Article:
Non-violence and Ukraine

IFSH Brief Analysis by Dr Neil Renic

 

"Non-violent struggle has a limited but important role to play in the Russia-Ukraine war." (Dr Neil Renic)

Russia’s violent assault on Ukraine is morally and legally indefensible. The Ukrainian people have a right to resist this aggression, and to injure and kill Russian soldiers in defence of their lives and territory. But violence is not the only tool available in this fight. Non-violent struggle has a record of success, and may be, in some circumstances at least, a preferable method of resistance.

What is non-violence?

In its strongest form, pacifism is fundamentally and unconditionally opposed to violence and war. This opposition may be principled (killing and the institutions that sustain killing are morally illegitimate), practical (violence is a deficient means of struggle), or both.

I do not hold to this view, nor do I recommend it to others. State and non-state actors may have the right, and on occasion, even the moral duty to engage in armed conflict. The defence of the homeland against foreign predation and protection of human life against tyrannical injustice is one such occasion. The defensive war Ukraine is fighting is a textbook Just War, and efforts to criticise such action from a pacifist perspective should be contested.  

The recognition that physical violence may be necessary under certain circumstances, however, should not blind us to the value of non-violent struggle as a method of resistance and change. Among much of the public and political class, non-violence is seen as utopian, impractical, and suspiciously hippyish at best; dangerous, unpatriotic, and craven at worst. Even in academic circles, non-violence remains an understudied and largely uncredited tool of conflict.

Contrary to these misconceptions, non-violence is an assertive, courageous, and tactically sophisticated form of struggle; one leveraged throughout history to great effect.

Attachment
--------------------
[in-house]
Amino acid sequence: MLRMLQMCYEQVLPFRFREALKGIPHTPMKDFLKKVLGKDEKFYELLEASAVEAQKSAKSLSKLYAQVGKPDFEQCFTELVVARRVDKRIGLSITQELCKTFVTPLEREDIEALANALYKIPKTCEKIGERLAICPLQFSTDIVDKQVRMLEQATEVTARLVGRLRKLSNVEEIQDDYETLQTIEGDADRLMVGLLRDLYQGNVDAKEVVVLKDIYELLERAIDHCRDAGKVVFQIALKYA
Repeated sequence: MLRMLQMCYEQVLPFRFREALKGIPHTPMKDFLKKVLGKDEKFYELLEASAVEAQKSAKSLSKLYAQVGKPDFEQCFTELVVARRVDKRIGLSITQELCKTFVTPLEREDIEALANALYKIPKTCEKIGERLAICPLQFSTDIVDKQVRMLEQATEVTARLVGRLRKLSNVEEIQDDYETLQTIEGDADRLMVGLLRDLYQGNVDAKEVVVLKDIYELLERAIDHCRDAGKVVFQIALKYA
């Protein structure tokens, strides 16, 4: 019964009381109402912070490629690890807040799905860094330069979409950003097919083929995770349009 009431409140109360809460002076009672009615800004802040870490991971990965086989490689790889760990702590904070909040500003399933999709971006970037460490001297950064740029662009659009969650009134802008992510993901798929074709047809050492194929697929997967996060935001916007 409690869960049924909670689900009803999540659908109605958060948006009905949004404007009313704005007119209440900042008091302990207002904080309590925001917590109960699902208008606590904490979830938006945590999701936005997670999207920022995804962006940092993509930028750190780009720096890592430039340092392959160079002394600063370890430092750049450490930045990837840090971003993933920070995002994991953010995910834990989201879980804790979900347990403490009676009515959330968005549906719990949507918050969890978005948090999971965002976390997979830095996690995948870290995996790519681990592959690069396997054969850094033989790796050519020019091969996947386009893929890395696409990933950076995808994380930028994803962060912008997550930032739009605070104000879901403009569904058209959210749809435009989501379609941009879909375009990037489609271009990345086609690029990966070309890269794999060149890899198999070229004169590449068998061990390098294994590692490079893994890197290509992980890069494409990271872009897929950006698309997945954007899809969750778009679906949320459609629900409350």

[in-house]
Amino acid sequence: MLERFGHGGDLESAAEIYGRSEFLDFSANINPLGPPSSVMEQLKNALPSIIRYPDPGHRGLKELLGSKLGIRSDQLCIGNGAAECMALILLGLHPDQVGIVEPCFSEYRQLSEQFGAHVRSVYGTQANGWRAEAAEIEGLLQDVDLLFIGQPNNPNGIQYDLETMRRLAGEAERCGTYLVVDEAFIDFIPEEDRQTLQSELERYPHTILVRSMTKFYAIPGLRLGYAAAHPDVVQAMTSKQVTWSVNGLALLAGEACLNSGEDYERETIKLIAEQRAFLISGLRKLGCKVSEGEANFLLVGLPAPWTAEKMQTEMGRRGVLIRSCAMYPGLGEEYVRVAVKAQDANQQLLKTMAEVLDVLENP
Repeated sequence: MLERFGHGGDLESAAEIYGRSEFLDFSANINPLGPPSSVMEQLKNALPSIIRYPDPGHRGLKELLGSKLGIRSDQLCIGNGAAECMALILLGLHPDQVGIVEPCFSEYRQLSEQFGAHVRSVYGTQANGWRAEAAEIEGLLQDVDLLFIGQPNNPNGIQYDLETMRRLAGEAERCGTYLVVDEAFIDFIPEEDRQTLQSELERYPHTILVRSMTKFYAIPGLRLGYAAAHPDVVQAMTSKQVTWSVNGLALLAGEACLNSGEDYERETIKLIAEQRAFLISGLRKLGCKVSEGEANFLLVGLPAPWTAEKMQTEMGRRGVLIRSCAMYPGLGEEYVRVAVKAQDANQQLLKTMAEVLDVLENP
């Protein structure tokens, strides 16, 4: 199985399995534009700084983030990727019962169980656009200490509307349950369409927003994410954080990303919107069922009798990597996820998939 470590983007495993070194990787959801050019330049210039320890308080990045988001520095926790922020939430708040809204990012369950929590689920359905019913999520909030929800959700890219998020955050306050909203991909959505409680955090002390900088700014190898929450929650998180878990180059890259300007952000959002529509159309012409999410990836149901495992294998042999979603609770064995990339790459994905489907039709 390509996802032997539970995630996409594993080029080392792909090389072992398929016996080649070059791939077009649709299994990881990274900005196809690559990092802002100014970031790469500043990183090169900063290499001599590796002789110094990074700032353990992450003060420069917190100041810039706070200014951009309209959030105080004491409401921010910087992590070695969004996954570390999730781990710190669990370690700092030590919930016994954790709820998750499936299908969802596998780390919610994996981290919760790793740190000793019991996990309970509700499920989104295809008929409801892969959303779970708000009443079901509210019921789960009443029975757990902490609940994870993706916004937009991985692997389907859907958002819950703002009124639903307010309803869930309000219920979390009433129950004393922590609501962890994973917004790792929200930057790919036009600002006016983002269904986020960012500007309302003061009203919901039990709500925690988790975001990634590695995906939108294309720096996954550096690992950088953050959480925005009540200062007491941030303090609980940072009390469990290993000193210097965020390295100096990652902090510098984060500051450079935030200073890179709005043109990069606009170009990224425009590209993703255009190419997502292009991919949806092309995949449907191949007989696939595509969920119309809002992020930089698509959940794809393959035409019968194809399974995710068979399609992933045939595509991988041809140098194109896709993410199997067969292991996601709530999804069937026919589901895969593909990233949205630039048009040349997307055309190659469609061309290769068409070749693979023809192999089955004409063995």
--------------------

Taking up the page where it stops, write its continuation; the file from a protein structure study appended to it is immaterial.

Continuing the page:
Non-violence today

In late March, Russian forces released the mayor of Slavutych (a northern Ukrainian town) after a mass protest by unarmed residents. Other examples of non-violent resistance include the blocking of tanks by Ukrainian citizens, the coordinated removal of road signs, and direct confrontation with Russian soldiers. Non-violent struggle has also taken place in Russia, with thousands facing physical danger and arrest to protest Putin’s war of aggression.

The effect of these acts should not be overstated. The war in Ukraine is immensely violent and likely to get bloodier before it concludes. Ukraine deserves to win and has the right to fight its way to victory. The increase in atrocity crimes by Russian forces and eliminationist rhetoric by Russian news outlets is also worth recognising. I doubt the effectiveness of an exclusively non-violent struggle against those who seek eradication, rather than subjugation.

Non-violence has limits, but is far from inconsequential. It provides an alternative method of resistance for those who seek to oppose Russian injustice without violence. It has the potential to further demoralise Russian combatants, some of whom already doubt the morality and prudence of the attempted conquest (as evidenced by abandoned equipment and defections). It delegitimises Putin’s liberation narrative and reinforces the depth of opposition to Russian brutality. These things matter to those within and beyond Ukraine who are working to defeat this criminal war of aggression. If we are to properly understand how violence and non-violence can effectively interact in defensive war, we cannot treat the latter as an afterthought.